Tisha B’Ab falls tomorrow

The fast of Tisha b’Ab (9th Av), falls tomorrow. It  is the darkest day of the Jewish calendar. It is a day of
mourning commemorating the destruction of the First and Second Temples
in Jerusalem, and other misfortunes that have befallen

the Jewish
people.

Yemenite chanting on Tisha B’Ab at the Western wall in Jerusalem.

It is customary for mourners to read the Book of Lamentations. Among Jews of Aleppo the portion of the law read on Shabbat Ekha, just before the Fast, is sung to Maqam Hijaz. “There is consensus among ALL sources to apply Hijaz; this maqam (octave scale) is reserved to express sadness”, says the blog Pizmonim Project.

On a lighter note, here is what the late Suzy Vidal, in her memoirs The Jasmine Necklace, had to say about 9th Av, and its significance for the Jews of Egypt:


My mother was born on July 23, which happened to be 9 Av, the
destruction of Solomon’s Temple and also the date of the Expulsion of
Jews from Spain. Everyone called it Yom Ekha. Anyone who knows his Jewish calendar could easily guess which year Yom Ekha happened to be on July 23. But people were not te-ill el dam, heavy-blooded, and were not going to complicate their lives or waste time with such futilities.

“Yom Ekha
is a very bad day in our calendar. It is not the day to sign an
important contract, getting engaged or married. Sexual relations are
forbidden. You cannot go the swimming pool or have a swim in the sea;
you just sit around, pray and wait for Yom Ekha to pass away.

“Several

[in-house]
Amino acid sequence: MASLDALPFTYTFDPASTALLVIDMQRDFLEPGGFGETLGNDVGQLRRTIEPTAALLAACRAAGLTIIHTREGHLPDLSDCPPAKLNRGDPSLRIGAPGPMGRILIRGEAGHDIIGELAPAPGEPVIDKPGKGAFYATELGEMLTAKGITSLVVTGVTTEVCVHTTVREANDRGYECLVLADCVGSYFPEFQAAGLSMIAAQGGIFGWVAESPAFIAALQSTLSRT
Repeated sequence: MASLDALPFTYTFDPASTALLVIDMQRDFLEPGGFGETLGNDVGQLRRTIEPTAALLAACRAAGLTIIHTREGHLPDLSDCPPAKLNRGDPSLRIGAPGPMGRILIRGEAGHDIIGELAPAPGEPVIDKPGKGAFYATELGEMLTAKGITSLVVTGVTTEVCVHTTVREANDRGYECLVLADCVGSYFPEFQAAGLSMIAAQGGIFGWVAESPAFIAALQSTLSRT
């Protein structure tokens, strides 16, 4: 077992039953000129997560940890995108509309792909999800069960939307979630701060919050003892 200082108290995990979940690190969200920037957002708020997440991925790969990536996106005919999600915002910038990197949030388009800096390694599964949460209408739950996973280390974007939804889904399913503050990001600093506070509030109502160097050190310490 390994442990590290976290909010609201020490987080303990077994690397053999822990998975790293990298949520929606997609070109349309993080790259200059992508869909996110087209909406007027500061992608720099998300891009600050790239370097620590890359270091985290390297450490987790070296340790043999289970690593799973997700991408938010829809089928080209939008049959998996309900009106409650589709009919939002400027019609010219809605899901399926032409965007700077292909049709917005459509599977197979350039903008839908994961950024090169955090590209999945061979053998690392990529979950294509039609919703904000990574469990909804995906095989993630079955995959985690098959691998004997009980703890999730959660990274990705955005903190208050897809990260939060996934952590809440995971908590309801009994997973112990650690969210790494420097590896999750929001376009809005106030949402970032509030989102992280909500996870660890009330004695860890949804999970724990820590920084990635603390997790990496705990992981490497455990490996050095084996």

expressions are attached to that day. It is an expression of disbelief.
If someone says,” I’ll do this or that,” you can answer “Oh yes, Yom Ekha”. It is the same as saying we’ll never see that. Of someone who is not resourceful you could say Ekha aleh or Ekha aleha. Aleh means on him and aleha on her.

“My mother was convinced that being born on Yom Ekha
she was bound to be unlucky: fall off her beloved ladder, burn her hand
with boiling oil or have money stolen from her bag when shopping. All
the misfortunes that happened to her were because she was born on July
23, which in the year of her birth happened to be Yom Ekha.”

One Comment

  • July 30, 2017

    When it comes to "the misfortunes that have befallen the Jewish people" and fusing them into our collective memory by the observation of Tisha B'Ab,we would do well to emphasize the genocide "that might have been" for more than one and a half million Jews who inhabited Arab and other Muslim inhabited lands in 1948.
    We are of course referring to the communally supported genocide that most Muslims would have visited on our brothers and sisters of the Islamic Orient if G-d forbid,Israel had lost the War of Independence,1947-1949.To contemporary Muslims,It still doesn't matter a Jihad's damn,that oriental Jews predated Islam in those lands by more than 1000 years. The same could be said for the Armenians,the Zoroastrians,the Yazidis,the various Christian sects of the Muslim Orient and the tens of millions of Hindus that met their fate at the hands of the inherently genocidal followers of "the Prophet". Muslims, both in the Islamic Orient & their "diaspora" among us,are not the least bit embarrassed to celebrate openly, any mass murder they can inflict on THEIR perceived enemies.9-11 is hardly the only example of such instinctively barbarous behavior. Indeed,the very weakness and cowardly denial of their host societies' leaders is a stimulus to their lack of conscience – driven restraint. Tish B'Ab observances should remind Us,that it's never too late to learn the lessons of the past when WE have the power to deal with the sons of Amalek who dwell so malignantly among us in the Diaspora. We owe them nothing. THEY are expecting the same 'NOTHING' from US. Let's give some pro-active meaning to Tisha B'Ab…At the most local levels.

    Please GOOGLE: Norman L. Roth

    Reply

Leave a Reply

Your email address will not be published.

About

This website is dedicated to preserving the memory of the near-extinct Jewish communities, of the Middle East and North Africa, documenting the stories of the Jewish refugees and their current struggle for recognition and restitution.

Point of No Return

Jewish Refugees from Arab and Muslim Countries

One-stop blog on the Middle East's
forgotten Jewish refugees - updated daily.